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Your task is to develop a small program while maintaining your development history with Apache Subversion

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1 Task

Your task is to develop a small program while maintaining your development history with Apache Subversion (svn

Please make sure to use direct repository access (file://) in all svn commands when addressing the repository.

Please perform the following steps (don’t forget to copy your OS/svn/compile/doxygen commands to your text file):

S1) Create a new directory called 123456. Within this directory, create three  directories named “mysvn”, “mycode” and “mybranch”.

S2) Within the mysvn directory create an empty svn repository called “myapp” for

your svn project (don’t forget that you do not modify files in the repository directly - always use svn commands to interact with the repository).

S3) Make sure to import (empty) sub-directories “trunk”, “tags” and “branches” into

your repository.

S4) Change to directory mycode and checkout the (empty) trunk folder from your repository.

S5) In the checked out trunk directory create files “myapp.c”, “myfunctions.c”, “myfunctions.h” and “Makefile” with the following content:

myfuncions.c contains a simple function that receives a name as parameter

and simply prints ”Hello name” to the screen (where name is replaced

with the passed parameter).

myfunctions.h contains an include guard and a declaration for the function defined in myfunctions.c.

myapp.c #includes myfunctions.h and contains a main() function that prompts the user for a name and calls the function in myfunction.c with the entered name.

Makefile contains a makefile for your application (I will use this to compile your program!). Make sure to use separate compilation - each source file should have a target that creates a coresponding object file. Also provide a target that links these object files into the final executable program. Invoking make without a target should create the executable program and also run the program. Do not use implicit rules!

 Use svn to add these files to your repository (do not commit yet).

S6) Add doxygen comments to your code, create a doxygen configuration file (Doxyfile) for HTML output and create your doxygen documentation (do not add the created documentation to your repository).

S7) Add a target called “html” to your makefile that generates the HTML documentation. Make sure that invoking make without a target will now also create the HTML documentation (in addition to compiling and running the program). Use make to generate the HTML documentation.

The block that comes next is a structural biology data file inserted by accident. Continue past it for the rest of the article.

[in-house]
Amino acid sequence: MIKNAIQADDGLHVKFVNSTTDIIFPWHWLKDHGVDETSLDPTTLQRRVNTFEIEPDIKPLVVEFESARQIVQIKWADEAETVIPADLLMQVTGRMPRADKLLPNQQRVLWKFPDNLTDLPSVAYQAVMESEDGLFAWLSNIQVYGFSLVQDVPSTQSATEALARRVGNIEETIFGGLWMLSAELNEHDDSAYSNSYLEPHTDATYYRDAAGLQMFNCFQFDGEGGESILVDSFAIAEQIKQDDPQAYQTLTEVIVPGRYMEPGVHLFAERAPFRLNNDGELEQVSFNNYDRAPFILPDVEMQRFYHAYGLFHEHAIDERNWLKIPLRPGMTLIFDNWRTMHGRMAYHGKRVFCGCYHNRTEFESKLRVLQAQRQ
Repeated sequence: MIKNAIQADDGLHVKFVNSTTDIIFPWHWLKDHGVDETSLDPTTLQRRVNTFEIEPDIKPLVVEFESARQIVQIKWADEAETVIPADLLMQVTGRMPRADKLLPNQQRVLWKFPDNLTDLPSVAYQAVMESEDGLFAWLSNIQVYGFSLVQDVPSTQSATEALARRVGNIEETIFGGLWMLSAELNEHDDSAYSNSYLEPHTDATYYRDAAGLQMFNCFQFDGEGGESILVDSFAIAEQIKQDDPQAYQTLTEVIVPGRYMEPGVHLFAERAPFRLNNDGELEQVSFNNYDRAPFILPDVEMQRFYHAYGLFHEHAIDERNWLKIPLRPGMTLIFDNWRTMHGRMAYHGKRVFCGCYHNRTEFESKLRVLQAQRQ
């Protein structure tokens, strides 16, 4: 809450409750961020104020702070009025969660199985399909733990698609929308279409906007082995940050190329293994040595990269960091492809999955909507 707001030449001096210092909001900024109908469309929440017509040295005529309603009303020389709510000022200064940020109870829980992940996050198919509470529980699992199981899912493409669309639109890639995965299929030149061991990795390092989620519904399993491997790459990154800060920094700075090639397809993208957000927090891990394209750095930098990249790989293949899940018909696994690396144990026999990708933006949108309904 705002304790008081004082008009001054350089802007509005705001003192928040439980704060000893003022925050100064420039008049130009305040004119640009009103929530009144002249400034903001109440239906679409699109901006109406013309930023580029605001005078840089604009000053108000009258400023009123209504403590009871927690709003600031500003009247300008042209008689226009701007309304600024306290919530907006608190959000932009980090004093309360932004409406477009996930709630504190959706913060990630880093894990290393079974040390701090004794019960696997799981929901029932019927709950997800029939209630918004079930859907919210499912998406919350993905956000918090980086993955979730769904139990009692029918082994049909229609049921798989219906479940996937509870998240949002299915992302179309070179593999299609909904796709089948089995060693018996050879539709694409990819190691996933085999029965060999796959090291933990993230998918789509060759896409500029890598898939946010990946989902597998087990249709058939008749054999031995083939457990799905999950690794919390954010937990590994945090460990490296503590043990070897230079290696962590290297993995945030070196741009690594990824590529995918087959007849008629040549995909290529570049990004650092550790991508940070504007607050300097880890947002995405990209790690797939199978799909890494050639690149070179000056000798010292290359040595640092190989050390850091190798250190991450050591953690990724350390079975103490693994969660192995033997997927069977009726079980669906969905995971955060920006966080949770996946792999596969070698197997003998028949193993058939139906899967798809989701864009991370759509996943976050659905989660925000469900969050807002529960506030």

S8) Compile and test your program - if it is working correctly, commit your code to

your repository using log message “first program working”.

S9) Modify your function in myfunctions.c: Change the output to ”Hello name my name is myName”, where myName is your name. Compile and test your

application - if it is working correctly, commit your code to your repository using

log message “second program working”.

S10) Create a tag for your solution in the repository’s tag folder - use name “release1- 0” for your tag.

S11) Create a branch of your program in the repository’s branches folder and name this branch “newdevelopment”.

S12) Go to the mybranch directory and check out your newly created branch

“newdevelopment”.

S13) Add a function double printFractions(int max) to the branch’s file myfunctions.c and add a corresponding declaration to myfunctions.h. This function uses a for- loop to print fractions 1/i for i from 1 to max (both inclusive) and also their corresponding floating point value (i.e. first two lines will be “1/1 = 1” and “1/2

= 0.5”). Further, this function returns the sum of all created floating point values. Add a function call to this function to main in myapp.c. Compile and test your branch - if everything is working, commit your changes to your branch (please make sure you did not modify the previous function in any way) using log message “initial branch version”.

S14) Comment your new function for doxygen and create the updated html documentation.

S15) Change back to the mycode directory and change the output of the “hello” function to ”Hello name my name is myName - nice to meet you”. Compile and

 test your application - if it is working correctly, commit your code to your

repository using log message “update number 1 to trunk”.

S16) Change back to the mybranch folder and make sure to bring your branch in sync with the last modifications to the trunk - i.e. merge your trunk into your branch. If you encounter a conflict (you shouldn’t), try to resolve it but make sure that the modifications from the trunk will get into your branch.

S17) Compile and test your branch - if it is working correctly, commit your code to your repository using log message “branch in sync with update number 1 to trunk”.

S18) Create a tag for your branch in the repository’s tag folder - use name “branch1- 0” for your tag.

S19) Add a new function to your branch’s myfunctions.c file that recieves a name as parameter and prints “Goodbye name - it was nice to meet you”. Don’t forget

to declare this function in the header file. Add a function call to this function to main in myapp.c. Compile and test your branch - if everything is working, commit your changes to your branch using log message “updated branch version”.

S20) Comment your new function for doxygen and create the updated html documentation.

S21) Change back to the mycode folder and make sure your trunk is up-to-date. S22)

Reintegrate your branch into your trunk.

S23) Compile and test your trunk. If everything is working commit with log message

“trunk updated to branch”.

S24) Remove the now useless branch from the repository.

S25) Create a tag for your trunk in the repository’s tag folder - use name “release2-0”

 

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